1. Select the new data element and choose Get Quick Fix (Ctrl+1). From the list, choose Create data element … :

    Image depicting step5-create-dtel-quick-fix
  2. The Create data element wizard appears. Enter a name and description and choose Next:

    Image depicting step5b-create-bank-dtel
  3. Accept the default transport request and choose Finish:

    Image depicting step5c-tr
  4. You want your data element to have a character type. Enter the type name, by entering CHAR and choosing Auto-complete (Ctrl+Space):

    Image depicting step5d-dtel-char-type
  5. Now enter the field labels and lengths:

    Image depicting step5e-field-labels
  6. Save and activate the data element (Ctrl+S, Ctrl+F3).

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Step 6: Remove error by performing syntax check

Go back to your table, Zxx_ACCOUNT. Run a syntax check (**F2**). The error should disappear.

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Step 7: Add the other fields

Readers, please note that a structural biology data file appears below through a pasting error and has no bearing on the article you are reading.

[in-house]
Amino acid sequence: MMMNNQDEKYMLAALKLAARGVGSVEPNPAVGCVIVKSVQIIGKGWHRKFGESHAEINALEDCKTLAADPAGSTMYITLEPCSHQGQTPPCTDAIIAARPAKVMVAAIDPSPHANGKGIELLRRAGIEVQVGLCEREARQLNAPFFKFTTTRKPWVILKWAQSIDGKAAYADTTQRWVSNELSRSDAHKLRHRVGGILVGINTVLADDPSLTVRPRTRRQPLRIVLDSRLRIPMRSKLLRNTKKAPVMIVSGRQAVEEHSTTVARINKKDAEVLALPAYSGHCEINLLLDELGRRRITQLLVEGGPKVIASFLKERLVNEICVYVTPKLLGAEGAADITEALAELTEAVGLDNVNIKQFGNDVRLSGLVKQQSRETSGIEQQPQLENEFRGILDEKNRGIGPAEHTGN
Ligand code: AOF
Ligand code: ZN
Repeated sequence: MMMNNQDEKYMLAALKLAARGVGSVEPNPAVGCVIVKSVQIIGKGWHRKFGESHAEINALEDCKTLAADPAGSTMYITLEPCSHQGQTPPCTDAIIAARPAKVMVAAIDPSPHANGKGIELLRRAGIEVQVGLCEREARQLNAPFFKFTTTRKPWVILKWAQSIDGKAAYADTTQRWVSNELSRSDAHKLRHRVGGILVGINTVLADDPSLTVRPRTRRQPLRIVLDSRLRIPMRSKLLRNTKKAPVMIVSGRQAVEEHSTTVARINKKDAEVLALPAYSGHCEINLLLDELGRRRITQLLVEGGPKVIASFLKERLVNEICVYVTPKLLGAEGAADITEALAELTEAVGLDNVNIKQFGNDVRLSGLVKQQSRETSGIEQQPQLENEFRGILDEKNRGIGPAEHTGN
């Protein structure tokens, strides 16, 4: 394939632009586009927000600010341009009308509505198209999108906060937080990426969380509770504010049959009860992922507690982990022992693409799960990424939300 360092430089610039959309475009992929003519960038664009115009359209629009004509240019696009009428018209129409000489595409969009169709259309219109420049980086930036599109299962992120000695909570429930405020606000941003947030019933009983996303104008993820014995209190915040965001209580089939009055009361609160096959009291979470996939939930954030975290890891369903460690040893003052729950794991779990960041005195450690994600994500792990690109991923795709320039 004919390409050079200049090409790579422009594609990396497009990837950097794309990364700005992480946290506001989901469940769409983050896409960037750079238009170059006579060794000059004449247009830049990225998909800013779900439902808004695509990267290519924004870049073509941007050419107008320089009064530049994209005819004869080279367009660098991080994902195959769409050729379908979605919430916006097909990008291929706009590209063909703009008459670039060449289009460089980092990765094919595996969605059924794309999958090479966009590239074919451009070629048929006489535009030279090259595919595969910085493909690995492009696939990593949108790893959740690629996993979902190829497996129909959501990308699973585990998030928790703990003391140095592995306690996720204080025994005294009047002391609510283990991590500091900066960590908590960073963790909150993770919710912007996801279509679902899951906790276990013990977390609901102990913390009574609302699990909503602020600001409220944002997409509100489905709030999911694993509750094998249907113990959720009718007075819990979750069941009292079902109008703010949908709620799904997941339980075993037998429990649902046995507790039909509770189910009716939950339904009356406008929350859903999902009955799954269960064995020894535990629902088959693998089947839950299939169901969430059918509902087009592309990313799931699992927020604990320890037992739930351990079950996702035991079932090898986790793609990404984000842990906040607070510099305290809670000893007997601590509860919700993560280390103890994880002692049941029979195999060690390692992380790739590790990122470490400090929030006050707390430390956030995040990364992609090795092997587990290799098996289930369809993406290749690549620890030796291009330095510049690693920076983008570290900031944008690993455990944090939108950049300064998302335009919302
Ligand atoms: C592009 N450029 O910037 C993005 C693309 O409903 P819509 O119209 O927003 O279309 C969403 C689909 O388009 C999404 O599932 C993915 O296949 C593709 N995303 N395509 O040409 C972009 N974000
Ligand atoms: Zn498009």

1. Now add other fields, so your code looks as follows. The field Balance will cause an error. Ignore this for now.

    define table zxx_account {
    
      key clnt    : abap.clnt not null;
      key acc_num  : abap.numc(8) not null;
    
      city         : s_city;      
      bank         : Zxx_bank;
      customer_name : s_custname; // from table SCUSTOM
      balance      : abap.curr(16,2);
      currency     : s_curr;
      last_entry   : s_bdate;
      category     : abap.numc(2);
    }
    
  2. Then choose Save (Ctrl+S) but do not activate your table yet.

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Step 8: Fix the error by assigning a currency code reference

You will now fix the error caused by the field Balance:

  1. Place your cursor on the error symbol (it will change from an arrow to a pointing finger). Then click on it:

    Image depicting step8a-fix-error
  2. The quick fix proposal appears. Choose (double-click on) the proposal Assign currency code reference to field currency

    Image depicting step8b-assign-curr-code

    The error message disappears.